Wayne Montgomery wanted hundreds of people attending Resthaven Cemetery’s annual Memorial Day service on Monday to know about his Marine Corps buddy, Larry Wayne Rhodes.
Rhodes, from Wichita, was killed on April 29, 1969, in Vietnam after an M79 shell exploded near him.
“He was reliable,” Montgomery said of Rhodes. “He was there when you needed him. … His M-16 (rifle) was always clean and he never fell asleep on watch. And coming from another infantryman, that’s high praise.”
Montgomery, who lives in California, said he came to Wichita to honor and remember Rhodes, and “to put a face on one of those who we honor here today.”
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The more than hour-long service, blunted by gusty winds and intermittent sunshine, included speeches by Col. Albert Miller of McConnell Air Force Base, Mayor Jeff Longwell and U.S. Rep. Mike Pompeo, R-Wichita. It also included performances by the Air Capital Chorus and Scottish Highland Bagpipes, and two flyovers by four airplanes from the Commemorative Air Force.
“Today we honor those who did more than just serve, but who gave all in their service” said Miller, commander of the 22nd Air Refueling Wing at McConnell. “This is their day. And the cemeteries of our nation and throughout the world serve as their final resting place. It is them that we are here to thank.”
Pompeo and Longwell each remembered Capt. Chris Norgren, a Marine helicopter pilot and Bishop Carroll High School graduate who was killed when his helicopter crashed May 12 while delivering aid in Nepal following an April 25 earthquake.
“He was flying a humanitarian mission on behalf of the United States of America, a place where America’s exceptionalism, not in war but in peace, was on display,” Pompeo said. “And Capt. Norgren, in his person, served our nation, Kansas and our community, and we love him for his commitment to our country.”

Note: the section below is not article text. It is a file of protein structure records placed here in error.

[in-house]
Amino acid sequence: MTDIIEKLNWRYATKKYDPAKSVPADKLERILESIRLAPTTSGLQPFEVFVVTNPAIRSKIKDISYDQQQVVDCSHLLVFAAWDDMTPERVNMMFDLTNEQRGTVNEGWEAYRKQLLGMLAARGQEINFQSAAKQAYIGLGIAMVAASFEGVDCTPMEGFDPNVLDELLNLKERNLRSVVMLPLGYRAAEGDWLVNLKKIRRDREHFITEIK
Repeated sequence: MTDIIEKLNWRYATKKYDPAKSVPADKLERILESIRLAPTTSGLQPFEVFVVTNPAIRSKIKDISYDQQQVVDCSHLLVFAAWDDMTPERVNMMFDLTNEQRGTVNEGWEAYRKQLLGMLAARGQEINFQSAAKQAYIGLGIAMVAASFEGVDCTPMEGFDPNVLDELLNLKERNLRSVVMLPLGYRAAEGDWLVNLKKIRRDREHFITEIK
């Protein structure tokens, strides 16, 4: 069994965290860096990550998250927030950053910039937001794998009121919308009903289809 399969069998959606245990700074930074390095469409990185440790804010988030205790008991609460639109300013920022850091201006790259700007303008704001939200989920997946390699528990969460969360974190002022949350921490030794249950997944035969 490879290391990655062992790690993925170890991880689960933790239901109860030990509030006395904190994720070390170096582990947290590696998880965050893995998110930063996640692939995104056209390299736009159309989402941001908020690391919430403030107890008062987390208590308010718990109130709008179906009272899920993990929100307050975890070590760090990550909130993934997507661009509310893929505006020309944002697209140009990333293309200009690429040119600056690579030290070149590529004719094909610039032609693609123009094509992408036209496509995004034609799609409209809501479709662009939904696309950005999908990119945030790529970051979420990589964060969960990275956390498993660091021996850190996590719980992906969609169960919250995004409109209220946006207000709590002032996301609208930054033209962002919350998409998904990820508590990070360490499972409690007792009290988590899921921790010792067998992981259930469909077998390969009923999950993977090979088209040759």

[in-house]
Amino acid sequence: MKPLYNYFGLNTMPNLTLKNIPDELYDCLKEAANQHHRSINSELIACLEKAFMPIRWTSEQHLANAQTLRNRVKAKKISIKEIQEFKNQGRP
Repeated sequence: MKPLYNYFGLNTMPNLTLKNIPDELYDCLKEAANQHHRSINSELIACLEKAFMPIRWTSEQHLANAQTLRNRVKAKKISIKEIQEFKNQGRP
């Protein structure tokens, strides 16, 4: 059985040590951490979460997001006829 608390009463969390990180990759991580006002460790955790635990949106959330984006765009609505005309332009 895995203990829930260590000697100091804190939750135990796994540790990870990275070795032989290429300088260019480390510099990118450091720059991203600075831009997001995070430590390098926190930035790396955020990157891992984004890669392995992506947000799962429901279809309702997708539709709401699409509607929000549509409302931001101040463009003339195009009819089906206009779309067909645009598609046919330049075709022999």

Norgren was among six Marines and two Nepalese soldiers killed in the crash.
“His life and death reminds us that America has special duties in the world,” Longwell said. “We are called to do things that other nations can’t or won’t. We are called to be rescuers, peacekeepers, warriors. Chris and many other men and women in our military embrace those roles and are deserving of our appreciation. Memorial Day reminds us that American freedoms, ideals and values are secured with a cost.”
Montgomery, the Marine from California, said he was reminded of that cost before giving his speech. Rhodes, who is buried at Resthaven and was only 20 when he was killed, didn’t get to experience the kind of life that Montgomery did after Vietnam.
“Larry … never had an opportunity to get married, have children, have grand children,” Montgomery said, his voice cracking. “I’m so grateful I had that.”